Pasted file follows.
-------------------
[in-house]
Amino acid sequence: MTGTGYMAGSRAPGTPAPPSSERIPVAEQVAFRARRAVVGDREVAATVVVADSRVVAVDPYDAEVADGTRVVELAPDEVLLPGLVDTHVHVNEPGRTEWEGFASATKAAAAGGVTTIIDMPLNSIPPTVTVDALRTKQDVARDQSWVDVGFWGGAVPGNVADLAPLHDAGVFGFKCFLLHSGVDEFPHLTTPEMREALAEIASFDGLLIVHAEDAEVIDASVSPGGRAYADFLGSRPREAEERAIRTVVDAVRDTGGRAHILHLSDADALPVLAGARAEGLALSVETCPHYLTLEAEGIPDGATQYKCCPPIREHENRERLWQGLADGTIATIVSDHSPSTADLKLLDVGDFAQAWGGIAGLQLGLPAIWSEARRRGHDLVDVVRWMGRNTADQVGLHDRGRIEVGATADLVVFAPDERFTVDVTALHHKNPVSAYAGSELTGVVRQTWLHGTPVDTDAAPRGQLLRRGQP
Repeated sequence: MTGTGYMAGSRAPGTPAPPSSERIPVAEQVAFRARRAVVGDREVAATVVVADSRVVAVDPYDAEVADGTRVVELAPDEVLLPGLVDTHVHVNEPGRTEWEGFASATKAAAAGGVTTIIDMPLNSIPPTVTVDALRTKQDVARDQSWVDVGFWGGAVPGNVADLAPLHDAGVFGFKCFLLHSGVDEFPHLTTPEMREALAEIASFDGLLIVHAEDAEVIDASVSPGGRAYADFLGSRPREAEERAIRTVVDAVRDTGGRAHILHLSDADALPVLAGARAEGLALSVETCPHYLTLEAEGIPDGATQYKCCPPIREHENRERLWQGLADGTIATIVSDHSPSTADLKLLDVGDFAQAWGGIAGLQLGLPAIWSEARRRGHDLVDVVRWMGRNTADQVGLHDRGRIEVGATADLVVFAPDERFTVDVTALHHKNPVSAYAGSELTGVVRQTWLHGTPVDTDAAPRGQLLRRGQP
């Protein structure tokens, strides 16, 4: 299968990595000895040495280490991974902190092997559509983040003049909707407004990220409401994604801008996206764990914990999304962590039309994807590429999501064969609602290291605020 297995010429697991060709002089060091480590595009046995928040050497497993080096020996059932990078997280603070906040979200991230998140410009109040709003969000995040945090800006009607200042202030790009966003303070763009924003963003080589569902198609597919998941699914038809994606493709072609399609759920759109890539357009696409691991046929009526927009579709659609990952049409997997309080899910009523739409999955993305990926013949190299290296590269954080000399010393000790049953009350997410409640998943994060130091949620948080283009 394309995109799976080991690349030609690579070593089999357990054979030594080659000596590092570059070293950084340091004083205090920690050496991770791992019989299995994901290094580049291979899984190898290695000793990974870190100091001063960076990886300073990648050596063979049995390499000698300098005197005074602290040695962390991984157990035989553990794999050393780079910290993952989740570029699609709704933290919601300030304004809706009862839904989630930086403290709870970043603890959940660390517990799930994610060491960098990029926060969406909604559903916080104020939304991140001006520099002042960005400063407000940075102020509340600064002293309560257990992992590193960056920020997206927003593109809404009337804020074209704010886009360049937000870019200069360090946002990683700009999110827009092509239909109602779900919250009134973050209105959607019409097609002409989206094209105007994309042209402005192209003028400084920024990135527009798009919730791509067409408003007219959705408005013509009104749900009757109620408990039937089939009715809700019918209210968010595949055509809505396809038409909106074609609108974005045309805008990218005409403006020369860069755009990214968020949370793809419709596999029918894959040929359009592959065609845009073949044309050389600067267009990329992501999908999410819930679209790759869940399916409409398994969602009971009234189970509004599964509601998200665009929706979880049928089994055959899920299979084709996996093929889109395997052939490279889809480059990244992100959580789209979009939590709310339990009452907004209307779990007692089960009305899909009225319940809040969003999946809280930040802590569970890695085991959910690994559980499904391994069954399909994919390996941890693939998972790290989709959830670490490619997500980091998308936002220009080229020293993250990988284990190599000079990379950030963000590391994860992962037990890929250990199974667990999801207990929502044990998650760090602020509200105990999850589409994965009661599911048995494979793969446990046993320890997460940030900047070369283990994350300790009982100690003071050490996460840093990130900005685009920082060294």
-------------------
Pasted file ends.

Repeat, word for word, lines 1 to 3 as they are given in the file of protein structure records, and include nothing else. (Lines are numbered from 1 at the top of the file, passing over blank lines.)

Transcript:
[in-house]
Amino acid sequence: MTGTGYMAGSRAPGTPAPPSSERIPVAEQVAFRARRAVVGDREVAATVVVADSRVVAVDPYDAEVADGTRVVELAPDEVLLPGLVDTHVHVNEPGRTEWEGFASATKAAAAGGVTTIIDMPLNSIPPTVTVDALRTKQDVARDQSWVDVGFWGGAVPGNVADLAPLHDAGVFGFKCFLLHSGVDEFPHLTTPEMREALAEIASFDGLLIVHAEDAEVIDASVSPGGRAYADFLGSRPREAEERAIRTVVDAVRDTGGRAHILHLSDADALPVLAGARAEGLALSVETCPHYLTLEAEGIPDGATQYKCCPPIREHENRERLWQGLADGTIATIVSDHSPSTADLKLLDVGDFAQAWGGIAGLQLGLPAIWSEARRRGHDLVDVVRWMGRNTADQVGLHDRGRIEVGATADLVVFAPDERFTVDVTALHHKNPVSAYAGSELTGVVRQTWLHGTPVDTDAAPRGQLLRRGQP
Repeated sequence: MTGTGYMAGSRAPGTPAPPSSERIPVAEQVAFRARRAVVGDREVAATVVVADSRVVAVDPYDAEVADGTRVVELAPDEVLLPGLVDTHVHVNEPGRTEWEGFASATKAAAAGGVTTIIDMPLNSIPPTVTVDALRTKQDVARDQSWVDVGFWGGAVPGNVADLAPLHDAGVFGFKCFLLHSGVDEFPHLTTPEMREALAEIASFDGLLIVHAEDAEVIDASVSPGGRAYADFLGSRPREAEERAIRTVVDAVRDTGGRAHILHLSDADALPVLAGARAEGLALSVETCPHYLTLEAEGIPDGATQYKCCPPIREHENRERLWQGLADGTIATIVSDHSPSTADLKLLDVGDFAQAWGGIAGLQLGLPAIWSEARRRGHDLVDVVRWMGRNTADQVGLHDRGRIEVGATADLVVFAPDERFTVDVTALHHKNPVSAYAGSELTGVVRQTWLHGTPVDTDAAPRGQLLRRGQP